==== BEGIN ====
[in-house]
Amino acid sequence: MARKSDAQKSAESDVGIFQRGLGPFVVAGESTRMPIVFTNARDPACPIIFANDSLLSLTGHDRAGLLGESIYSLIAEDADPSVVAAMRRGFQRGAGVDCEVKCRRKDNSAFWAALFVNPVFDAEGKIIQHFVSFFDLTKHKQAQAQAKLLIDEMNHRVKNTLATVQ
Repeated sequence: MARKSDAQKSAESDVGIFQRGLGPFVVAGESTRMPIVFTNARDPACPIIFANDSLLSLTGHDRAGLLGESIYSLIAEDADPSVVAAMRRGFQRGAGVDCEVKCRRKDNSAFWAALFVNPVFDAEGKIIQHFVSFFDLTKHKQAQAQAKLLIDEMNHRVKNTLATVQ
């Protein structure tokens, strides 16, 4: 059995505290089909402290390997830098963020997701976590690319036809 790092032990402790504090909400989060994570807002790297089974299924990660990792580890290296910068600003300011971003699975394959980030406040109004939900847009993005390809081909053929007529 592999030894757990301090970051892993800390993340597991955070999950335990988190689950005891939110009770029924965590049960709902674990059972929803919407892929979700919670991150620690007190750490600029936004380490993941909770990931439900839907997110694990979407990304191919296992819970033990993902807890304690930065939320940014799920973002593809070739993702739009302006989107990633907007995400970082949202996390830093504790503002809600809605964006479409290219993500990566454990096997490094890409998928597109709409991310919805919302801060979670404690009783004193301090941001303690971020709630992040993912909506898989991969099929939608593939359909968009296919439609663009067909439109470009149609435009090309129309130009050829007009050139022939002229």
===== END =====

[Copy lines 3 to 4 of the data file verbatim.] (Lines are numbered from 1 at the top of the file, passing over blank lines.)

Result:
Repeated sequence: MARKSDAQKSAESDVGIFQRGLGPFVVAGESTRMPIVFTNARDPACPIIFANDSLLSLTGHDRAGLLGESIYSLIAEDADPSVVAAMRRGFQRGAGVDCEVKCRRKDNSAFWAALFVNPVFDAEGKIIQHFVSFFDLTKHKQAQAQAKLLIDEMNHRVKNTLATVQ
């Protein structure tokens, strides 16, 4: 059995505290089909402290390997830098963020997701976590690319036809 790092032990402790504090909400989060994570807002790297089974299924990660990792580890290296910068600003300011971003699975394959980030406040109004939900847009993005390809081909053929007529 592999030894757990301090970051892993800390993340597991955070999950335990988190689950005891939110009770029924965590049960709902674990059972929803919407892929979700919670991150620690007190750490600029936004380490993941909770990931439900839907997110694990979407990304191919296992819970033990993902807890304690930065939320940014799920973002593809070739993702739009302006989107990633907007995400970082949202996390830093504790503002809600809605964006479409290219993500990566454990096997490094890409998928597109709409991310919805919302801060979670404690009783004193301090941001303690971020709630992040993912909506898989991969099929939608593939359909968009296919439609663009067909439109470009149609435009090309129309130009050829007009050139022939002229």